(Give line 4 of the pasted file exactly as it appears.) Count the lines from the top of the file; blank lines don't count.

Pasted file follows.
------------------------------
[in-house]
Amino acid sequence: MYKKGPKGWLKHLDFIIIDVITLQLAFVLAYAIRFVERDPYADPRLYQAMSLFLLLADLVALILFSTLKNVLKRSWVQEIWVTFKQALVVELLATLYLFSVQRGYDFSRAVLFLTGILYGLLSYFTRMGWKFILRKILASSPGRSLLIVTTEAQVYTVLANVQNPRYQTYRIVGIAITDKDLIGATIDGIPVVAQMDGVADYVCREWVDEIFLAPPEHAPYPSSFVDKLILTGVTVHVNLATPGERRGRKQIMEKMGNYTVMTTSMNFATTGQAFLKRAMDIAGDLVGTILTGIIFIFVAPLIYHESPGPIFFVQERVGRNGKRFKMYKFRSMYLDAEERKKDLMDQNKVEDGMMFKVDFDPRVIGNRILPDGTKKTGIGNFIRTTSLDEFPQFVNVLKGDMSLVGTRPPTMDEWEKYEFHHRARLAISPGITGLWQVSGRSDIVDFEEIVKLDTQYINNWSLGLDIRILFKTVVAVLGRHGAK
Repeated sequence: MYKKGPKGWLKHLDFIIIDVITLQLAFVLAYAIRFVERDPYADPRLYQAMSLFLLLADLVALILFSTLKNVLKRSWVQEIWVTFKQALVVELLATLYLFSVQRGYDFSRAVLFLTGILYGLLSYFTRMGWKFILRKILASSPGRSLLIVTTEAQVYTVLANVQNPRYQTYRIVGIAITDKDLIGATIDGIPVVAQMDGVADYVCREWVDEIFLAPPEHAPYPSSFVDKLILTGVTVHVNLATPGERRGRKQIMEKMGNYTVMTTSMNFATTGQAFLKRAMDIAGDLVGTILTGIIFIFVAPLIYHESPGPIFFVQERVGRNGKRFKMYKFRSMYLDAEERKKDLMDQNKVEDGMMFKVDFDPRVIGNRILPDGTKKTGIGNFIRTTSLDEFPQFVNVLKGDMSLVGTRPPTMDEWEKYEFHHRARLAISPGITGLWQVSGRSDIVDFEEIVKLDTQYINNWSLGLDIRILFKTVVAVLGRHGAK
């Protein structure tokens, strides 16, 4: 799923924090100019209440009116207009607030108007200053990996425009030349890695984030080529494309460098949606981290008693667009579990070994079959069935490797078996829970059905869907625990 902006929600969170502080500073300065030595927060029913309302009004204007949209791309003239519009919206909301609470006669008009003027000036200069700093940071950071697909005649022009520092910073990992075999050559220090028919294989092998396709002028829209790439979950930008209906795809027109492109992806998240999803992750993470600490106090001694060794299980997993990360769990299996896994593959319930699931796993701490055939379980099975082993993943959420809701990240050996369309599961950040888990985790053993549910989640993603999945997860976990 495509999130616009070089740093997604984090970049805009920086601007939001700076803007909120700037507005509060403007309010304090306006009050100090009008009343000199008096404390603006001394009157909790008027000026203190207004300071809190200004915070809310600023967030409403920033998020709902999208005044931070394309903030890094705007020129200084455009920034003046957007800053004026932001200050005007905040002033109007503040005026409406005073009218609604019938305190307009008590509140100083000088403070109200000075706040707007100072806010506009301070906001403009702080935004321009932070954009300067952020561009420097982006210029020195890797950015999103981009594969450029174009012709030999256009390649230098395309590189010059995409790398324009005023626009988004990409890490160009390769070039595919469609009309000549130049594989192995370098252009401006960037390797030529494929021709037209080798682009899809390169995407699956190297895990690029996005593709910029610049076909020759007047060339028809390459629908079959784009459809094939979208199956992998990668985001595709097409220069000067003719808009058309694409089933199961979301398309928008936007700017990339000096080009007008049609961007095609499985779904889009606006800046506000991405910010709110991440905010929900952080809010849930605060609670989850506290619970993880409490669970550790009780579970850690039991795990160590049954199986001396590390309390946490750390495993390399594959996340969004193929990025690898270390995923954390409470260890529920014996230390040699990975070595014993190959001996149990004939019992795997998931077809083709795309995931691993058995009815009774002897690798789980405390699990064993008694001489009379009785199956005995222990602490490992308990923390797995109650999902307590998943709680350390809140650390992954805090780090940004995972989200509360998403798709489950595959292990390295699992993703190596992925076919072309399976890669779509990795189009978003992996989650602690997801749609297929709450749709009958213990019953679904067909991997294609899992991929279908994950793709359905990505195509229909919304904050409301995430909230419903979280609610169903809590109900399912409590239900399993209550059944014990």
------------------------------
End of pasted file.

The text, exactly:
């Protein structure tokens, strides 16, 4: 799923924090100019209440009116207009607030108007200053990996425009030349890695984030080529494309460098949606981290008693667009579990070994079959069935490797078996829970059905869907625990 902006929600969170502080500073300065030595927060029913309302009004204007949209791309003239519009919206909301609470006669008009003027000036200069700093940071950071697909005649022009520092910073990992075999050559220090028919294989092998396709002028829209790439979950930008209906795809027109492109992806998240999803992750993470600490106090001694060794299980997993990360769990299996896994593959319930699931796993701490055939379980099975082993993943959420809701990240050996369309599961950040888990985790053993549910989640993603999945997860976990 495509999130616009070089740093997604984090970049805009920086601007939001700076803007909120700037507005509060403007309010304090306006009050100090009008009343000199008096404390603006001394009157909790008027000026203190207004300071809190200004915070809310600023967030409403920033998020709902999208005044931070394309903030890094705007020129200084455009920034003046957007800053004026932001200050005007905040002033109007503040005026409406005073009218609604019938305190307009008590509140100083000088403070109200000075706040707007100072806010506009301070906001403009702080935004321009932070954009300067952020561009420097982006210029020195890797950015999103981009594969450029174009012709030999256009390649230098395309590189010059995409790398324009005023626009988004990409890490160009390769070039595919469609009309000549130049594989192995370098252009401006960037390797030529494929021709037209080798682009899809390169995407699956190297895990690029996005593709910029610049076909020759007047060339028809390459629908079959784009459809094939979208199956992998990668985001595709097409220069000067003719808009058309694409089933199961979301398309928008936007700017990339000096080009007008049609961007095609499985779904889009606006800046506000991405910010709110991440905010929900952080809010849930605060609670989850506290619970993880409490669970550790009780579970850690039991795990160590049954199986001396590390309390946490750390495993390399594959996340969004193929990025690898270390995923954390409470260890529920014996230390040699990975070595014993190959001996149990004939019992795997998931077809083709795309995931691993058995009815009774002897690798789980405390699990064993008694001489009379009785199956005995222990602490490992308990923390797995109650999902307590998943709680350390809140650390992954805090780090940004995972989200509360998403798709489950595959292990390295699992993703190596992925076919072309399976890669779509990795189009978003992996989650602690997801749609297929709450749709009958213990019953679904067909991997294609899992991929279908994950793709359905990505195509229909919304904050409301995430909230419903979280609610169903809590109900399912409590239900399993209550059944014990």